It was announced this week that 2000 NASCAR Winston Cup champion Bobby Labonte was going to be replaced, in effect, by Roush Fenway Nationwide Series driver Erik Darnell in seven of this year’s final 12 races. It was the latest turn in a saga which saw Labonte start 2009 as the latest wheelman of the No. 96 Hall of Fame Racing machine, which in recent years has been piloted by such luminaries as Tony Raines and JJ Yeley.
Yet with Labonte’s name between the A and B pillars of the car and sponsor Ask.com on the hood – replete with some memorable if awkward commercials – the team was able to survive what was almost certainly an untimely demise following the conclusion of the 2008 NASCAR season. But now, as the 2009 schedule approaches the Chase cutoff in a couple of weeks, it appears that Labonte will, in effect, be cut off from the No. 96 Ford – a car in which he has pulled yeoman’s duty in this year. Moreover, the move occurs on the weekend that the series comes to what has been the best track in Labonte’s illustrious career: Atlanta Motor Speedway.
On the surface, such a switch appears confusing at best – except we’ve seen this same scene played out in NASCAR this season already.
Remember back at Phoenix this April, when the Earnhardt Ganassi Racing team pulled the plug on the No. 8 Chevrolet – leaving Aric Almirola out of a ride? They were all of one year removed from a race the No. 8 team had in the bag before a questionable fuel stop with a few laps to go saw them handing over a sure win to Jimmie Johnson and the No. 48 team. That makes as little sense today as it did then, with the No. 8 which once was the flagship of entire racing series becoming little more than a footnote and a fond memory 12 months later.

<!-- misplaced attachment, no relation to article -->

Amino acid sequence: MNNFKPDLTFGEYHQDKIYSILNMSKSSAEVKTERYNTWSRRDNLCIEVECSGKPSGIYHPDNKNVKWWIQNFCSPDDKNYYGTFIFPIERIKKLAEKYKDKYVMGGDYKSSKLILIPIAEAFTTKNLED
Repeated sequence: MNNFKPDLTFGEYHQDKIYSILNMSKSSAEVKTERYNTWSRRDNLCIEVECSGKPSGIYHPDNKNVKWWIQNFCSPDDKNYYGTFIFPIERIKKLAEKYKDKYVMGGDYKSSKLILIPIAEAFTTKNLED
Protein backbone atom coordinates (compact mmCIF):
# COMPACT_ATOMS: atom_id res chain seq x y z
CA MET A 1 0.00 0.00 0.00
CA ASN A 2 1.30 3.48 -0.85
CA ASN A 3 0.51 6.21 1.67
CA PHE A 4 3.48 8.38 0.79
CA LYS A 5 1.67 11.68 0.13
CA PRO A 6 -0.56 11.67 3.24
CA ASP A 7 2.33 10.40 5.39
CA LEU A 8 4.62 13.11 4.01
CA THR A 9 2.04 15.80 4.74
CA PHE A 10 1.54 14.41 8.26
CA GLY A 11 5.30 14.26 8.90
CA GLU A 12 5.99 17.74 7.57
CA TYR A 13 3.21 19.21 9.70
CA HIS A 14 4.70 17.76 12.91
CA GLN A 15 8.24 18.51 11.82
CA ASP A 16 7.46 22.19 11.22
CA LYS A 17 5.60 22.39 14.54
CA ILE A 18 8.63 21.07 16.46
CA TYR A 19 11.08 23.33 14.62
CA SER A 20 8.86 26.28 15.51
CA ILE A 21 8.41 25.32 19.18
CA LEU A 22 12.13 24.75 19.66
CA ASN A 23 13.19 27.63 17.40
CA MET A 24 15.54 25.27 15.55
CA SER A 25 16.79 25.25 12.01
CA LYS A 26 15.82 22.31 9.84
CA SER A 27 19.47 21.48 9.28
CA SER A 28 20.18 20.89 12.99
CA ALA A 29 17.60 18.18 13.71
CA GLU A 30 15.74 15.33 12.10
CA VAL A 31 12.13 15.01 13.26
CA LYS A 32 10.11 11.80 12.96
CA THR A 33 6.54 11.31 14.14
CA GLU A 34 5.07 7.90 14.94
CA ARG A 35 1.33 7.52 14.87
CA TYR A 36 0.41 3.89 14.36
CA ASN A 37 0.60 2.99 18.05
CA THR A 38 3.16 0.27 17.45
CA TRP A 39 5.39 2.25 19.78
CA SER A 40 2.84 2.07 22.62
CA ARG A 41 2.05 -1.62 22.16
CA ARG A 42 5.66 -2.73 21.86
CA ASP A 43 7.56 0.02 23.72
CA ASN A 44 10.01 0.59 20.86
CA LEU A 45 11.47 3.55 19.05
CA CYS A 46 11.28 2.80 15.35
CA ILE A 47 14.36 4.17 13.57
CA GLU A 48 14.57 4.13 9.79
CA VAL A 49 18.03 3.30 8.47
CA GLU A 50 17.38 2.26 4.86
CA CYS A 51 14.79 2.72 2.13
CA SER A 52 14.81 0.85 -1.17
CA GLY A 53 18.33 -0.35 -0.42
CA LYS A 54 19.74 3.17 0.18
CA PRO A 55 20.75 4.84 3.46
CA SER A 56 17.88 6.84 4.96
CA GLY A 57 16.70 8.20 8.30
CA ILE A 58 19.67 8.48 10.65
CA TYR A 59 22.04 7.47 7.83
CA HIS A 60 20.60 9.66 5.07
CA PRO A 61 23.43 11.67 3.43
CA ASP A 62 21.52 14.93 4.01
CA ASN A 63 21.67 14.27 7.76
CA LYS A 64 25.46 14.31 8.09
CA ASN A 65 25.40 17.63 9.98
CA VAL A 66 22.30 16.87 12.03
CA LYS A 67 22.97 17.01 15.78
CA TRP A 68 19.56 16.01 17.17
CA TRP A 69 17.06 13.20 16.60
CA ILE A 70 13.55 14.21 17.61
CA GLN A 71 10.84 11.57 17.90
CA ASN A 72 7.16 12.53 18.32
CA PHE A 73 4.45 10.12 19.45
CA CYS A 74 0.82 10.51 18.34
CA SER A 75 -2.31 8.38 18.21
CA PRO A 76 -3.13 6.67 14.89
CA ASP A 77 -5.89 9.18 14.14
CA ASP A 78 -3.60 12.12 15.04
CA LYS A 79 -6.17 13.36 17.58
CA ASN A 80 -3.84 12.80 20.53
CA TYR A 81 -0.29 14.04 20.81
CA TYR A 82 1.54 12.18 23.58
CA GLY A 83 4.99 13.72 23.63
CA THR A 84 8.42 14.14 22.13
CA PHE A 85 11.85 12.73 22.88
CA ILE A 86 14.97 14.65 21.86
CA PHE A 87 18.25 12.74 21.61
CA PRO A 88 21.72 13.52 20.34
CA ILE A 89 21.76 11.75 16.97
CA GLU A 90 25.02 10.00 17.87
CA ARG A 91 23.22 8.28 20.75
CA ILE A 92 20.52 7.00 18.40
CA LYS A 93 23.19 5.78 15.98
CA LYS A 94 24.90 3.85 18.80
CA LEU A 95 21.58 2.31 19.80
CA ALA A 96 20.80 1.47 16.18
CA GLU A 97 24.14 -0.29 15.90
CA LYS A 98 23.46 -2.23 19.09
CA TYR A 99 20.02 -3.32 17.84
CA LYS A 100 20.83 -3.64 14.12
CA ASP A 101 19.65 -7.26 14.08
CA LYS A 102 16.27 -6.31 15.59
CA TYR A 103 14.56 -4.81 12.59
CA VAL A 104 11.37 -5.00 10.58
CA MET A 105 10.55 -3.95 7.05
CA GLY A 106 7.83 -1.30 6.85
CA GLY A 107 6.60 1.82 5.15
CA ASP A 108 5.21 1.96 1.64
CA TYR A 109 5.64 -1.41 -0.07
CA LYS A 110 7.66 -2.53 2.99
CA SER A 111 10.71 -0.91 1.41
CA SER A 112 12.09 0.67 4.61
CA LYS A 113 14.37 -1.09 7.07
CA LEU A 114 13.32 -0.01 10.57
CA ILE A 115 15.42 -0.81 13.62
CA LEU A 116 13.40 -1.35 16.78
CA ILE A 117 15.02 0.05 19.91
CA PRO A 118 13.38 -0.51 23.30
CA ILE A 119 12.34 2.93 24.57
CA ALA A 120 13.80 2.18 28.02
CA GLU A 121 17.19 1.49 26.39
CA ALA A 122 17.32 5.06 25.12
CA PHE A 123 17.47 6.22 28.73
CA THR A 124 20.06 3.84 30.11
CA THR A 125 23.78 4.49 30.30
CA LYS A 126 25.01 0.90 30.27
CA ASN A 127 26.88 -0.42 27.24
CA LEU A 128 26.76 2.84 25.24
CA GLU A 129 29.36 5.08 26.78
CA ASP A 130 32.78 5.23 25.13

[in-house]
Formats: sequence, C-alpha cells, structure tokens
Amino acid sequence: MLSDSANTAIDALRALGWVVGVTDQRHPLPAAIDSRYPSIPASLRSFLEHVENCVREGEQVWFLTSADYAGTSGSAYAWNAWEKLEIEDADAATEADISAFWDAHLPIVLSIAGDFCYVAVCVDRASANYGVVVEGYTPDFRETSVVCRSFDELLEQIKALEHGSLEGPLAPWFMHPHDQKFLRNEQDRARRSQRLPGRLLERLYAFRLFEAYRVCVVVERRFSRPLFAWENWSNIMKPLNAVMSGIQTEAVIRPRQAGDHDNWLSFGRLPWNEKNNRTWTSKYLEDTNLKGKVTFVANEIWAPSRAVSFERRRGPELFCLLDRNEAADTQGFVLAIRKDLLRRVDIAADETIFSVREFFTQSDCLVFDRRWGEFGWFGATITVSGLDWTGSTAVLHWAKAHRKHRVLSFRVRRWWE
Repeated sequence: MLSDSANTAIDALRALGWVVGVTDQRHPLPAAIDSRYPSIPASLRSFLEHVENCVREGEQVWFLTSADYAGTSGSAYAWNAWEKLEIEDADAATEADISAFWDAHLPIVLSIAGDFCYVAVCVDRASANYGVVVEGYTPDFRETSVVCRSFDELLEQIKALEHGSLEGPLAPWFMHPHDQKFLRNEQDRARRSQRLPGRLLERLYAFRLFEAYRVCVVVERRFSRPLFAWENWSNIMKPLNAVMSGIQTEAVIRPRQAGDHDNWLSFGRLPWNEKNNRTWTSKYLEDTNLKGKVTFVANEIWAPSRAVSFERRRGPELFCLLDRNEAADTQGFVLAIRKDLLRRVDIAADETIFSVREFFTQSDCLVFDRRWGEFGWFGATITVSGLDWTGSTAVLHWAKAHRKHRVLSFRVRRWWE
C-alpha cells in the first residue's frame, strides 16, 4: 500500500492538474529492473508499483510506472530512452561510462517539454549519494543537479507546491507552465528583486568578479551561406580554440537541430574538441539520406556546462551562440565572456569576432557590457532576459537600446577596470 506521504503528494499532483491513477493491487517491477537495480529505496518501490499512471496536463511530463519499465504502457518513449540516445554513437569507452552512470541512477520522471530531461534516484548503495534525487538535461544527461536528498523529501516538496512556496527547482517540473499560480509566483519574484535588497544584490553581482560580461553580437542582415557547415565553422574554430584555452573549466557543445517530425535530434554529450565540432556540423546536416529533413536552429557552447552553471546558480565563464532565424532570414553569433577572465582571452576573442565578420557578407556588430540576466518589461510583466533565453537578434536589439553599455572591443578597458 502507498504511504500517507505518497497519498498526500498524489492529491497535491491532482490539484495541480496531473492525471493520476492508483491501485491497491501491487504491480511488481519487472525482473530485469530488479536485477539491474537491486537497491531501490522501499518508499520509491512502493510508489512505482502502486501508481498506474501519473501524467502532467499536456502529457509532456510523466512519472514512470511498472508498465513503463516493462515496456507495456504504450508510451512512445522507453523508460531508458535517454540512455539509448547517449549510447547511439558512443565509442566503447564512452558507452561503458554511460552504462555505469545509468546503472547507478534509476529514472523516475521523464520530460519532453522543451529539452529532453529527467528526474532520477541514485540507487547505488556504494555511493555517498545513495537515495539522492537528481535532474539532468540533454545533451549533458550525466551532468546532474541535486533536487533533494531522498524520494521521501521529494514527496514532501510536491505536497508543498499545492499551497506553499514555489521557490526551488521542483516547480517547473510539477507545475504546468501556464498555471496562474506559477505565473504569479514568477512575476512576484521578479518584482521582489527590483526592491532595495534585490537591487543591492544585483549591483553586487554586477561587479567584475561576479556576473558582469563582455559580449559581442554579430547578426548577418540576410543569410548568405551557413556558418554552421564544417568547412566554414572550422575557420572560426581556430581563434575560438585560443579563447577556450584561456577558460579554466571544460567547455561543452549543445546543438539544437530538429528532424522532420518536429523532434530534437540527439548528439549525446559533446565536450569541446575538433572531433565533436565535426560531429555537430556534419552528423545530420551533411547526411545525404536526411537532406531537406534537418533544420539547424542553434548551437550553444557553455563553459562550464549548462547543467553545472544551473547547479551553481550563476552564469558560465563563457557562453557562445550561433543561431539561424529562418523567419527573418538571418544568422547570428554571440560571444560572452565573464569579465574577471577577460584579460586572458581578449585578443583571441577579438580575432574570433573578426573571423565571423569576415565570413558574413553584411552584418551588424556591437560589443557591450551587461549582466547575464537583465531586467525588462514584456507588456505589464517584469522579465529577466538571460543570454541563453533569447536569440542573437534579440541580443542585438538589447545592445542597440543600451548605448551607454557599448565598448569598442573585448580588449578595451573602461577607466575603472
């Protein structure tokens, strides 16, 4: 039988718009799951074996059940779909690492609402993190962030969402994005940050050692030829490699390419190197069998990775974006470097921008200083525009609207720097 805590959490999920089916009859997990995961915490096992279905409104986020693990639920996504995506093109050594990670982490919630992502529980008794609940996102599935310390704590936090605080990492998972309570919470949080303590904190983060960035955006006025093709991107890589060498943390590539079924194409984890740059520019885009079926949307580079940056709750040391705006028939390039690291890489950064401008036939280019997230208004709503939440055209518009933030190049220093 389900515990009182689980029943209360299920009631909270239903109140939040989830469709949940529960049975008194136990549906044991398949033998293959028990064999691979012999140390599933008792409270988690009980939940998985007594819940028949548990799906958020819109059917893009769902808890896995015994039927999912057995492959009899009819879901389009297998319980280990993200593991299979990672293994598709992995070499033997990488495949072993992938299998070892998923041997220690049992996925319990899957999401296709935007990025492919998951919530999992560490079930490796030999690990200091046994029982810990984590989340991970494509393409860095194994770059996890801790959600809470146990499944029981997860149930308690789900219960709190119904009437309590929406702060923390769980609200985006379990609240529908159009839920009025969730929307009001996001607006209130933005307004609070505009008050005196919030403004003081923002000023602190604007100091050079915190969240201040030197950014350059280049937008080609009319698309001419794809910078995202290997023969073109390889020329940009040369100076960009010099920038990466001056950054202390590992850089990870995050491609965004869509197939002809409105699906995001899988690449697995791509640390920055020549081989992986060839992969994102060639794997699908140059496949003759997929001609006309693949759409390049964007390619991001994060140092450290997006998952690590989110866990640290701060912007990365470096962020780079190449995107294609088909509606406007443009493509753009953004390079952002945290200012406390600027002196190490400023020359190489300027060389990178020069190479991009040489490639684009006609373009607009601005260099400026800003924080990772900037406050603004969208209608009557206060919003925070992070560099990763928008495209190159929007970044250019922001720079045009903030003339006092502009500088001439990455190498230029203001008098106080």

But I digress. Now, if you’re the Yates/Hall of Fame partnership, and you know you’re in position to have a promising run and land a sponsor… would it not serve a greater purpose to show up to that particular race and have a go at it?
This is Atlanta, for God’s sake! Labonte virtually owned this track from 1995-2003, scoring six wins, three seconds and a pair of pole positions that once left an exasperated Mike Skinner to remark about the inability for virtually anybody else to win there since, “Bobby Labonte started showing up here with his damned Pontiac….”
While Labonte has not posted a top-10 finish since Las Vegas in March, it is hard to argue against Atlanta Motor Speedway being his signature track, and with Ford having that new FR9 engine waiting in the wings, just begging to be turned loose somewhere it can do some damage – would there not be a more perfect weekend to give it a go than this one?
So, if there were to be a race that might produce something positive for the struggling Hall of Fame Racing team, it would have been this one over Labor Day weekend. And taking the Yates connection into consideration, what with Paul Menard being sponsored by the family operation (along with Matt Crafton in the Camping World Truck Series, Ed Carpenter in the IndyCar Series – with rumblings of becoming the series title sponsor in 2010), couldn’t they find some fluorescent green paint somewhere and slime the No. 96 Ford for Labonte at Atlanta?
I’m not one for handouts or entitlements, but this is a sponsorship opportunity that may have made some sense.